8. Characterization of Delayed-Particle Emission Signatures for Pyroprocessing. Part 1: ABTR Fuel Assembly.

    SciTech Connect (OSTI)

    Durkee, Jr., Joe W.

    2015-06-19

    A three-part study is conducted using the MCNP6 Monte Carlo radiation-transport code to calculate delayed-neutron (DN) and delayed-gamma (DG) emission signatures for nondestructive assay (NDA) metal-fuel pyroprocessing. In Part 1, MCNP6 is used to produce irradiation-induced used nuclear fuel (UNF) isotopic inventories for an Argonne National Laboratory (ANL) Advanced Burner Test Reactor (ABTR) preconceptual design fuel assembly (FA) model. The initial fuel inventory consists of uranium mixed with light-water-reactor transuranic (TRU) waste and 10 wt% zirconium (U-LWR-SFTRU-10%Zr). To facilitate understanding, parametric evaluation is done using models for 3% and 5% initial 235U a% enrichments, burnups of 5, 10, 15, 20, 30, , 120 GWd/MTIHM, and 3-, 5-, 10-, 20-, and 30- year cooling times. Detailed delayed-particle radioisotope source terms for the irradiate FA are created using BAMF-DRT and SOURCES3A. Using simulation tallies, DG activity ratios (DGARs) are developed for 134Cs/137Cs 134Cs/154Eu, and 154Eu/137Cs markers as a function of (1) burnup and (2) actinide mass, including elemental uranium, neptunium, plutonium, americium, and curium. Spectral-integrated DN emission is also tallied. The study reveals a rich assortment of DGAR behavior as a function of DGAR type, enrichment, burnup, and cooling time. Similarly, DN emission plots show variation as a function of burnup and of actinide mass. Sensitivity of DGAR and DN signatures to initial 235U enrichment, burnup, and cooling time is evident. Comparisons of the ABTR radiation signatures and radiation signatures previously reported for a generic Westinghouse oxide-fuel assembly indicate that there are pronounced differences in the ABTR and Westinghouse oxide-fuel DN and DG signatures. These differences are largely attributable to the initial TRU inventory in the ABTR fuel. The actinide and nonactinide inventories for the FA models serve as source materials for the pre- and postelectrorefining models to be reported in Parts 2 and 3.

  9. Apparatus and method for rapid detection of explosives residue from the deflagration signature thereof

    DOE Patents [OSTI]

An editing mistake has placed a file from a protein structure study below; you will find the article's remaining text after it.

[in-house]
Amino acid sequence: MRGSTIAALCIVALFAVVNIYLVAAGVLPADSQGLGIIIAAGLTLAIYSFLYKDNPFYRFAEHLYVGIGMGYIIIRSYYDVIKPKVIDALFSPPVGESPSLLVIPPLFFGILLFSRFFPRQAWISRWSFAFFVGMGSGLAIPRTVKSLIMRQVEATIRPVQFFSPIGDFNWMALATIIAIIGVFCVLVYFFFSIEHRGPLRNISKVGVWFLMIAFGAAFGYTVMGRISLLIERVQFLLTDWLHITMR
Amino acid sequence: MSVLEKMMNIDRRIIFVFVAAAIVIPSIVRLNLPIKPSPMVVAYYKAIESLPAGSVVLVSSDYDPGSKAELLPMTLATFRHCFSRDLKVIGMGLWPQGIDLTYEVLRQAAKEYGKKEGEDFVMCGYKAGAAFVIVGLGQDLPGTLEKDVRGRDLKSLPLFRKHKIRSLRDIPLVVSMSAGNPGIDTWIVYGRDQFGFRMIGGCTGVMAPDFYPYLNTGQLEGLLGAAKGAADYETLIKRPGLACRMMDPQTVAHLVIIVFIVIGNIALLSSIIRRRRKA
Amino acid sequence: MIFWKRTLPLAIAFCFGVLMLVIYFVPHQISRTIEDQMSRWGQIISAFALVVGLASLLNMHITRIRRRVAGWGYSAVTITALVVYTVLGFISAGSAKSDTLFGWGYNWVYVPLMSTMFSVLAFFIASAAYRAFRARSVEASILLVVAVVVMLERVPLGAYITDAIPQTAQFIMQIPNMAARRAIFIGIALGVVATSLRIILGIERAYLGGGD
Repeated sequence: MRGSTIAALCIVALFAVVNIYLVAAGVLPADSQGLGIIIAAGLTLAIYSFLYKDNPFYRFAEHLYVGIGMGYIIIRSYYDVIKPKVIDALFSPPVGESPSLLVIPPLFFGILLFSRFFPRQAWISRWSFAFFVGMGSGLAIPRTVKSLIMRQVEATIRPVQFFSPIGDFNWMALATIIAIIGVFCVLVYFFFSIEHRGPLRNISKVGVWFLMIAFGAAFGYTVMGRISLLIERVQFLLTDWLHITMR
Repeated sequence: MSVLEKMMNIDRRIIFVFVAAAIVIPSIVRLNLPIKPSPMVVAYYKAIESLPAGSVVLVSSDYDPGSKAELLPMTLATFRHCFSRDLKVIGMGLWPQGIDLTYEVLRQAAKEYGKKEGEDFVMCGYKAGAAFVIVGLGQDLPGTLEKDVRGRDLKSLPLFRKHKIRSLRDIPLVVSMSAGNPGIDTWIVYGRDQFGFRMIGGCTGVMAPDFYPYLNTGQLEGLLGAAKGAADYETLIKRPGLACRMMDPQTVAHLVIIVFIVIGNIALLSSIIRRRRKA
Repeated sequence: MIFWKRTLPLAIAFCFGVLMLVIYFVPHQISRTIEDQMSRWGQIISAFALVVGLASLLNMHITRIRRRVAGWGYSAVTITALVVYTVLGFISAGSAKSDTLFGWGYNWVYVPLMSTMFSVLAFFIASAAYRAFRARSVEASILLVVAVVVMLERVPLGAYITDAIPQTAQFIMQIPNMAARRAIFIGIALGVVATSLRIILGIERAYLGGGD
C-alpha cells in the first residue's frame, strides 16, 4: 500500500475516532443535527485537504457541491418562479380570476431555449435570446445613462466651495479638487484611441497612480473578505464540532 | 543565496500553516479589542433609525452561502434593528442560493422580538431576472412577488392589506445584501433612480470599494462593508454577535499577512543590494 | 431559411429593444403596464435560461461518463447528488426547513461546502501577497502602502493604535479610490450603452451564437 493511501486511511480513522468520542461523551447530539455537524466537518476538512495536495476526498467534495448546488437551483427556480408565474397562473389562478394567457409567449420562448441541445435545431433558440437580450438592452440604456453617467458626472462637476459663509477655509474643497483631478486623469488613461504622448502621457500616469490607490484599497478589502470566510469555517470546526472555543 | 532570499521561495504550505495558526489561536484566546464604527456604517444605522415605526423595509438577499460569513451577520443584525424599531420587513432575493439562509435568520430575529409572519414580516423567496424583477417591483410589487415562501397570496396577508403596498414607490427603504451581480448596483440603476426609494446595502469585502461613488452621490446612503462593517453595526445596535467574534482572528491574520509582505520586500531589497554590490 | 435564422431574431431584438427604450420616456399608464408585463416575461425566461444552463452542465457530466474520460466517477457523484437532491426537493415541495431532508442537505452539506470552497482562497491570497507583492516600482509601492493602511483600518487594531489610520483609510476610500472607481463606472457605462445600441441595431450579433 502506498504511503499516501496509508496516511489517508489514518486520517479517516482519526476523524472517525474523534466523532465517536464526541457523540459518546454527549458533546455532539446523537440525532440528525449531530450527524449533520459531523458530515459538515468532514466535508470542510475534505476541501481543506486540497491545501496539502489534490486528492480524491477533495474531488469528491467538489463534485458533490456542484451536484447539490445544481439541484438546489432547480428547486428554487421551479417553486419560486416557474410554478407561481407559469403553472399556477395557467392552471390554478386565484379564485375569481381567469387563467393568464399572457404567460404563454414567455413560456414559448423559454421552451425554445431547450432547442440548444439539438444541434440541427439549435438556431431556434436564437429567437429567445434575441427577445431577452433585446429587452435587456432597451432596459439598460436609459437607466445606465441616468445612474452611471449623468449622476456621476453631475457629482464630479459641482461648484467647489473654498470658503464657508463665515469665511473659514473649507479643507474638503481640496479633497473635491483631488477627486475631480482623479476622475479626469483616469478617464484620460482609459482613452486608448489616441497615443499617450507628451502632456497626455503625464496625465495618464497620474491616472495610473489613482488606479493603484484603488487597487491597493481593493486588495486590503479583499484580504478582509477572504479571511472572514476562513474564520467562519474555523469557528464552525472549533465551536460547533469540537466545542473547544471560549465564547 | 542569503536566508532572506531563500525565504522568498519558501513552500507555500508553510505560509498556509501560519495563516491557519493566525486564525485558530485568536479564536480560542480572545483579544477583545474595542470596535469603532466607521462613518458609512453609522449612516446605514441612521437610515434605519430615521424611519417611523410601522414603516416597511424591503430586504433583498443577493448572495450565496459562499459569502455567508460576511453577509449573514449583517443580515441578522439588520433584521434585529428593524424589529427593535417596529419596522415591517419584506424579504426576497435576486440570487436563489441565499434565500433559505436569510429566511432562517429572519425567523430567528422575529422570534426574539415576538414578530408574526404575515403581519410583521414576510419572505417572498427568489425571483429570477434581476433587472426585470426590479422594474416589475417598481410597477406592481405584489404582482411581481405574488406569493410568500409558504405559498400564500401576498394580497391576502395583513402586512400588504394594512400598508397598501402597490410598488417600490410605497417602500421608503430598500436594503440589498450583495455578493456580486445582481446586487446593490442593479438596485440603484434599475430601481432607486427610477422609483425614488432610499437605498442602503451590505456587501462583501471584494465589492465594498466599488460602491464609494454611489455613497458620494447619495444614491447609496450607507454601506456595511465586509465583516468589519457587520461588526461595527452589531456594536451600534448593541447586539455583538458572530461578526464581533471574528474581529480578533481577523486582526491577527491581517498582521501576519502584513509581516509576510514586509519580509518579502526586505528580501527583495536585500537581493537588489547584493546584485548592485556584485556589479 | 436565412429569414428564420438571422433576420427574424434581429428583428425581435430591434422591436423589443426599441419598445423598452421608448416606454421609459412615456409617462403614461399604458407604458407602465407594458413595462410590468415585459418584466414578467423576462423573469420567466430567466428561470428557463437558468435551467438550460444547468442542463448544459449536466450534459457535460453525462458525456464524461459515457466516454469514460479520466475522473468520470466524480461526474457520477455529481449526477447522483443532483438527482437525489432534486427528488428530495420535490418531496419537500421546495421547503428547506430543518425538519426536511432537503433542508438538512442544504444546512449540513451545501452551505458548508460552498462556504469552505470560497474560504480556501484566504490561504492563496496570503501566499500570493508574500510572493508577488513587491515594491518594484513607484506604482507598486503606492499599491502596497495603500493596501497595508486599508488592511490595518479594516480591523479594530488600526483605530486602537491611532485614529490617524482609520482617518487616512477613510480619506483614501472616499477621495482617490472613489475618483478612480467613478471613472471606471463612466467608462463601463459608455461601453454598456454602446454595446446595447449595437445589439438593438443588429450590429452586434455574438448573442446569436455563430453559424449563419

Funsten, H.O.; McComas, D.J.

    1999-06-15

    Apparatus and method are disclosed for rapid detection of explosives residue from the deflagration signature thereof. A property inherent to most explosives is their stickiness, resulting in a strong tendency of explosive particulate to contaminate the environment of a bulk explosive. An apparatus for collection of residue particulate, burning the collected particulate, and measurement of the ultraviolet emission produced thereby, is described. The present invention can be utilized for real-time screening of personnel, cars, packages, suspected devices, etc., and provides an inexpensive, portable, and noninvasive means for detecting explosives. 4 figs.

  10. Apparatus and method for rapid detection of explosives residue from the deflagration signature thereof

    DOE Patents [OSTI]

    Funsten, Herbert O. (Los Alamos, NM); McComas, David J. (Los Alamos, NM)

    1999-01-01

    Apparatus and method for rapid detection of explosives residue from the deflagration signature thereof. A property inherent to most explosives is their stickiness, resulting in a strong tendency of explosive particulate to contaminate the environment of a bulk explosive. An apparatus for collection of residue particulate, burning the collected particulate, and measurement of the ultraviolet emission produced thereby, is described. The present invention can be utilized for real-time screening of personnel, cars, packages, suspected devices, etc., and provides an inexpensive, portable, and noninvasive means for detecting explosives.

  11. Apparatus and method for rapid detection of explosives residue from the deflagration signature thereof

    DOE Patents [OSTI]

    Funsten, Herbert O. (Los Alamos, NM); McComas, David J. (Los Alamos, NM)

    1997-01-01

    Apparatus and method for rapid detection of explosives residue from the deflagration signature thereof. A property inherent to most explosives is their stickiness, resulting in a strong tendency of explosive particulate to contaminate the environment of a bulk explosive. An apparatus for collection of residue particulate, burning the collected particulate, and measurement of the optical emission produced thereby is described. The present invention can be utilized for real-time screening of personnel, cars, packages, suspected devices, etc., and provides an inexpensive, portable, and noninvasive means for detecting explosives.

  12. An Observed Signature of Aerosol Effect on Cloud Droplet Radii from a

    Broader source: All U.S. Department of Energy (DOE) Office Webpages (Extended Search)

    Decade of Observations at a Mid-Continental Site An Observed Signature of Aerosol Effect on Cloud Droplet Radii from a Decade of Observations at a Mid-Continental Site Min, Qilong State University of New York at Albany Duan, Minzheng State University of New York at Albany Harrison, Lee State University of New York Joseph, Everette Howard University Category: Aerosols Continuing observations of aerosol and cloud optical property have been made using MFRSR and MWR at the ARM SGP site since

  13. Microsoft Word - 01-3199 Rev 6 Final w_o signature

    Broader source: All U.S. Department of Energy (DOE) Office Webpages (Extended Search)

    WIPP 01-3199 Recertification Project Plan Revision 6 February 2013 This document supersedes DOE/WIPP 01-3199, Revision 5. U.S. Department of Energy Carlsbad Field Office 2 Recertification Project Plan Revision 6 February 2013 U.S. Department of Energy Carlsbad Field Office //signature on file// 02/14/2013 Jose R. Franco / Date Manager, Carlsbad Field Office Recertification Project Plan DOE/WIPP 01-3199, Rev. 6 3 This document has been submitted as required to: U.S. Department of Energy Office of